A Healthy Tree Canopy Depends On Planting A Wide Variety Of Species
In the early 1900s, many North American cities took pride in their prosperous elm trees – Toronto, Detroit and New Haven, Conn., even identified themselves as “The City of Elms” for the towering trees that canopied their neighborhood streets.
But during the mid-20th century, Dutch Elm Disease quickly spread across the U.S. and Canada, infesting elms with the fungus carried by the elm bark beetle.
By 1989, the disease wiped out 75 percent of elm trees in North America. This left many cities known for their majestic elms virtually treeless.
As TreesCharlotte continues to grow the city’s tree canopy, a major focus is to increase the diversity of tree species. Planting too many of the same types of trees can threaten the urban forest as a result of disease or insects that target particular species.
Charlotte’s abundant willow oaks, which shape historic neighborhoods
like Dilworth and Myers Park, compose 16 percent of Charlotte’s street trees.
Most were planted between 1895 and 1923, making them susceptible to decay, wind damage and broken limbs. The older a tree is, the more vulnerable it is to injury.
Although Charlotte takes pride in its lovely willow oaks, the health of the city’s tree canopy depends on planting a wider variety of species.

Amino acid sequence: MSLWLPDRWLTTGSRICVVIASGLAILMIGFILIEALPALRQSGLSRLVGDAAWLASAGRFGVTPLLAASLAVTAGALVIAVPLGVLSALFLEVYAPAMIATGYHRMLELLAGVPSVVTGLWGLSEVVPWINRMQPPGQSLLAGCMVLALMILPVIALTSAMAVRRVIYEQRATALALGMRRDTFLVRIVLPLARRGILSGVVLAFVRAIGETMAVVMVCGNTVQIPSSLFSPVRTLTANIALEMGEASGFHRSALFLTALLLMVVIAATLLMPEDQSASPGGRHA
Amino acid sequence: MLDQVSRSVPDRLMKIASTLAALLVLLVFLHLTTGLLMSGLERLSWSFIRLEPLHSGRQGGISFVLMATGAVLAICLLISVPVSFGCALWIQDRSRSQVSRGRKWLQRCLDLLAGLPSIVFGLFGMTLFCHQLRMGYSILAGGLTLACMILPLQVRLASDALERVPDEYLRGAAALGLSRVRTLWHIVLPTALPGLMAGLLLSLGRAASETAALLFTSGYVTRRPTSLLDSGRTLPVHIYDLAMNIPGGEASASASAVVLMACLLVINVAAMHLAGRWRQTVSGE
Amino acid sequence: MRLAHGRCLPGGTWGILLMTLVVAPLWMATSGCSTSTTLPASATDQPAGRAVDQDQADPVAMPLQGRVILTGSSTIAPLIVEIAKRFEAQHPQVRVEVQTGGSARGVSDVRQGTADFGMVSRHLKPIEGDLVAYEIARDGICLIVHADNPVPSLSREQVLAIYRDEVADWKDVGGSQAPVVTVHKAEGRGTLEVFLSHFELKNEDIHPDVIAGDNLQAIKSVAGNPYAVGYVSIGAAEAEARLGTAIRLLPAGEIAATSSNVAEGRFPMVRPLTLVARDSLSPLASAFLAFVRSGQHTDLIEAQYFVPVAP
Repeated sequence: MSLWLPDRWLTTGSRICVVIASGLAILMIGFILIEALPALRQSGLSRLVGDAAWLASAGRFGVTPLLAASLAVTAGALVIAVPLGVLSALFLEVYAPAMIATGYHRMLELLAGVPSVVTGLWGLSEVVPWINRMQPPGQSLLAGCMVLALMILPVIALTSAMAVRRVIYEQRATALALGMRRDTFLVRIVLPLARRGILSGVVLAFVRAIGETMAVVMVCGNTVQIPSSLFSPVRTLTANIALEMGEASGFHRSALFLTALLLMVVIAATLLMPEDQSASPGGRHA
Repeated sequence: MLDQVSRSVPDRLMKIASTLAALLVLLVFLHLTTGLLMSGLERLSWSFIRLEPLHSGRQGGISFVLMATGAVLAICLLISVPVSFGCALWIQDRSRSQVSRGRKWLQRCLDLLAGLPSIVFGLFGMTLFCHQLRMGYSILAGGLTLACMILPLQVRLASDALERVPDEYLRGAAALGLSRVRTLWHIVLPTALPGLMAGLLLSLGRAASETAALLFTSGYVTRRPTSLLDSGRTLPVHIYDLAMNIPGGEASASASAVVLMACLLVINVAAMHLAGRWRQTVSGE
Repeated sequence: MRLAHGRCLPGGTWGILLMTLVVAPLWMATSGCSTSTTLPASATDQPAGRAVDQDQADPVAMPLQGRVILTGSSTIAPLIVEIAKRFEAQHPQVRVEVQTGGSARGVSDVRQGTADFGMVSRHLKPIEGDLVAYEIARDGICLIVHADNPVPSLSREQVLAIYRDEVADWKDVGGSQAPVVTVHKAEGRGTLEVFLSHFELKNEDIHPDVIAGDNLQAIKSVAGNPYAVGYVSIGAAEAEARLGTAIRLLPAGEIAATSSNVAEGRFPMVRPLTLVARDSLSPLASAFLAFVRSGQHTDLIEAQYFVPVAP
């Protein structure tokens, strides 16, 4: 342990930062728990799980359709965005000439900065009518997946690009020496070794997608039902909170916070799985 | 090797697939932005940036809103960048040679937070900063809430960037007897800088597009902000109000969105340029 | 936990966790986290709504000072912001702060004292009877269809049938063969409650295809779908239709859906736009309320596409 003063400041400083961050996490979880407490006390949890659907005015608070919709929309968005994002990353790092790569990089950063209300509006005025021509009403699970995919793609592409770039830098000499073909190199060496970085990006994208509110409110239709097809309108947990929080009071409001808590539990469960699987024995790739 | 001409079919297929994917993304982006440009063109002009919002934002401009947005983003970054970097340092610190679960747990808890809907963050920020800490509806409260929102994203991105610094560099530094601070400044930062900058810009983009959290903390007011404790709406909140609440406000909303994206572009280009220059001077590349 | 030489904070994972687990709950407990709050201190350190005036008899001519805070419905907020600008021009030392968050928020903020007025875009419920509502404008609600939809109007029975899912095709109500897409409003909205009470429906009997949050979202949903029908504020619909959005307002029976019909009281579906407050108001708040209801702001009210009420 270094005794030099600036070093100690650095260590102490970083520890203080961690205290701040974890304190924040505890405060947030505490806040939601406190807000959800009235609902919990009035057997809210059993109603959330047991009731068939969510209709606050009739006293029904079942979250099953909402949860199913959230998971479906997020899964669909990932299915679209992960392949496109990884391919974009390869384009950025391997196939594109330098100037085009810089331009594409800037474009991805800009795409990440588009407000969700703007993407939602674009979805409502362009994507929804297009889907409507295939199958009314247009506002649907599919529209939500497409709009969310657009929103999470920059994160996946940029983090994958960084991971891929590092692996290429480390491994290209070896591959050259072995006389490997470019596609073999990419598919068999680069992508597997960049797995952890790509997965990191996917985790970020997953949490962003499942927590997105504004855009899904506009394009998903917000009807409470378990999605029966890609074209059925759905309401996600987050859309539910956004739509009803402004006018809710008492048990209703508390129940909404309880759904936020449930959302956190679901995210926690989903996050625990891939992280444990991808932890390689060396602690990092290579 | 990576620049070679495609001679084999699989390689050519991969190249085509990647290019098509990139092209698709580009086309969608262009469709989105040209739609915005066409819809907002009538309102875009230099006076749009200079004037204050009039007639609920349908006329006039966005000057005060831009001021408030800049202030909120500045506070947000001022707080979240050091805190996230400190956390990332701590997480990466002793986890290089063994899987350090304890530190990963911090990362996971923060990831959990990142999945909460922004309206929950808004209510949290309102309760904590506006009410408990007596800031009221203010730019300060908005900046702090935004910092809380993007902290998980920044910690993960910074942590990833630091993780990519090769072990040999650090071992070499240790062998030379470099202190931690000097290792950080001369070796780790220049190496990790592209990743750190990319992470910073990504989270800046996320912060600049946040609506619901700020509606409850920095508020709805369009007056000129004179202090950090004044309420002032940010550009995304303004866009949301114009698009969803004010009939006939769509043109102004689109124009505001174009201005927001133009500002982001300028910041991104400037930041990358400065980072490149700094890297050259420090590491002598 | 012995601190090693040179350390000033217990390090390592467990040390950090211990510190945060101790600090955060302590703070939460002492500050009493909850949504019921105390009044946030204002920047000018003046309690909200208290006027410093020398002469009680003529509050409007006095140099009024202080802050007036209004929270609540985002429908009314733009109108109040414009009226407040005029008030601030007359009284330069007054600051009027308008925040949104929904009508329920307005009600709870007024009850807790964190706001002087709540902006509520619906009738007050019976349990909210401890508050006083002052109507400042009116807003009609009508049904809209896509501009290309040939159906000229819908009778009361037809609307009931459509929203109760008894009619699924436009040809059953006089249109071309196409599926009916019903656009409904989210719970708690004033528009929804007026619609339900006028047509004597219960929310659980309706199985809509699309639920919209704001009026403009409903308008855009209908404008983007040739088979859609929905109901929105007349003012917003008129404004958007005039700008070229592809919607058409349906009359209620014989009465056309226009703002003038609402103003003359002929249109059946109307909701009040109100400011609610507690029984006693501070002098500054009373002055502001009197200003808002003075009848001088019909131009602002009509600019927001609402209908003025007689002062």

Diversifying the urban forest also comes from planting trees in different shapes and sizes. V-shaped trees such as elms are more prone to breaking due to high winds, while pyramid-shaped trees offer little shade but are more wind-resistant.
Since trees provide food and shelter for animals, a wider variety of trees produces greater diversity in wildlife. A range of evergreen and deciduous species that bear different seeds, fruit and branch structure creates a habitat that can serve an array of wildlife.
Beyond the environmental reasons, tree diversity adds to the aesthetic appeal of a yard or green space, shaping a more stimulating and interesting landscape.
TreesCharlotte plants more than 50 different species.
The deciduous American Yellowwood is a medium-sized tree, typically growing from about 30 to 50 feet tall, with smooth gray bark and a broad rounded crown. Its fragrant white flowers appear in early summer.
The vigorously growing deciduous Carolina Silverbell bears bell-shaped white flowers in early spring, before leaf buds appear. It grows to about 26 feet tall and 33 feet wide.
Unlike its massive magnolia counterparts that can grow to 80 feet high and 40 feet wide, the compact Little Gem only grows 15 to 20 feet tall and 7 to 10 feet wide, with the same magnificent large flowers that bloom from May to July.